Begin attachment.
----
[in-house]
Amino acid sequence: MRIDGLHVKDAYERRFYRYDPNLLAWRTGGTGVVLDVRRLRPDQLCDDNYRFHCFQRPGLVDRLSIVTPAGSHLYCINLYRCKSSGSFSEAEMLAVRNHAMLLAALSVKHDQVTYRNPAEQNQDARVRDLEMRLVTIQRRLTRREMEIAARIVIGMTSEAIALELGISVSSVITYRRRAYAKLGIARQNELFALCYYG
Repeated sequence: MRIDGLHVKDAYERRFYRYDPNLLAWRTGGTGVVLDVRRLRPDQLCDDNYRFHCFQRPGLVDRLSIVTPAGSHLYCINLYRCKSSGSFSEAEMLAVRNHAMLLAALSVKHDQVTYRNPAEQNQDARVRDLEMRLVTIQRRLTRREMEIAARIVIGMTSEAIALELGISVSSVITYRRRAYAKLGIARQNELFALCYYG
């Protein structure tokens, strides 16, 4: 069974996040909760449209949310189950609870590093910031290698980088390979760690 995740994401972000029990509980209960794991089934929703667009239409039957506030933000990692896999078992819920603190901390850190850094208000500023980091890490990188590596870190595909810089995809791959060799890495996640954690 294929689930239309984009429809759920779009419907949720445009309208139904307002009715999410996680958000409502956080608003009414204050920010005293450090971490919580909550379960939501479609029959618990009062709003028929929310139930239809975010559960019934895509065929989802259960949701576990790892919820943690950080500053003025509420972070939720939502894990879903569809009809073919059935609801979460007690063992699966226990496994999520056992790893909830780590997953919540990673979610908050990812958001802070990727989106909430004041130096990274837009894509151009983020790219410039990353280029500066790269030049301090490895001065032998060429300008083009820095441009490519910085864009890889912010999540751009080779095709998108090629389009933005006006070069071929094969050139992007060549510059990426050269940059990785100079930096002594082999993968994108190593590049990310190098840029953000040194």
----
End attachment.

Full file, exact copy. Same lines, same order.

[in-house]
Amino acid sequence: MRIDGLHVKDAYERRFYRYDPNLLAWRTGGTGVVLDVRRLRPDQLCDDNYRFHCFQRPGLVDRLSIVTPAGSHLYCINLYRCKSSGSFSEAEMLAVRNHAMLLAALSVKHDQVTYRNPAEQNQDARVRDLEMRLVTIQRRLTRREMEIAARIVIGMTSEAIALELGISVSSVITYRRRAYAKLGIARQNELFALCYYG
Repeated sequence: MRIDGLHVKDAYERRFYRYDPNLLAWRTGGTGVVLDVRRLRPDQLCDDNYRFHCFQRPGLVDRLSIVTPAGSHLYCINLYRCKSSGSFSEAEMLAVRNHAMLLAALSVKHDQVTYRNPAEQNQDARVRDLEMRLVTIQRRLTRREMEIAARIVIGMTSEAIALELGISVSSVITYRRRAYAKLGIARQNELFALCYYG
């Protein structure tokens, strides 16, 4: 069974996040909760449209949310189950609870590093910031290698980088390979760690 995740994401972000029990509980209960794991089934929703667009239409039957506030933000990692896999078992819920603190901390850190850094208000500023980091890490990188590596870190595909810089995809791959060799890495996640954690 294929689930239309984009429809759920779009419907949720445009309208139904307002009715999410996680958000409502956080608003009414204050920010005293450090971490919580909550379960939501479609029959618990009062709003028929929310139930239809975010559960019934895509065929989802259960949701576990790892919820943690950080500053003025509420972070939720939502894990879903569809009809073919059935609801979460007690063992699966226990496994999520056992790893909830780590997953919540990673979610908050990812958001802070990727989106909430004041130096990274837009894509151009983020790219410039990353280029500066790269030049301090490895001065032998060429300008083009820095441009490519910085864009890889912010999540751009080779095709998108090629389009933005006006070069071929094969050139992007060549510059990426050269940059990785100079930096002594082999993968994108190593590049990310190098840029953000040194």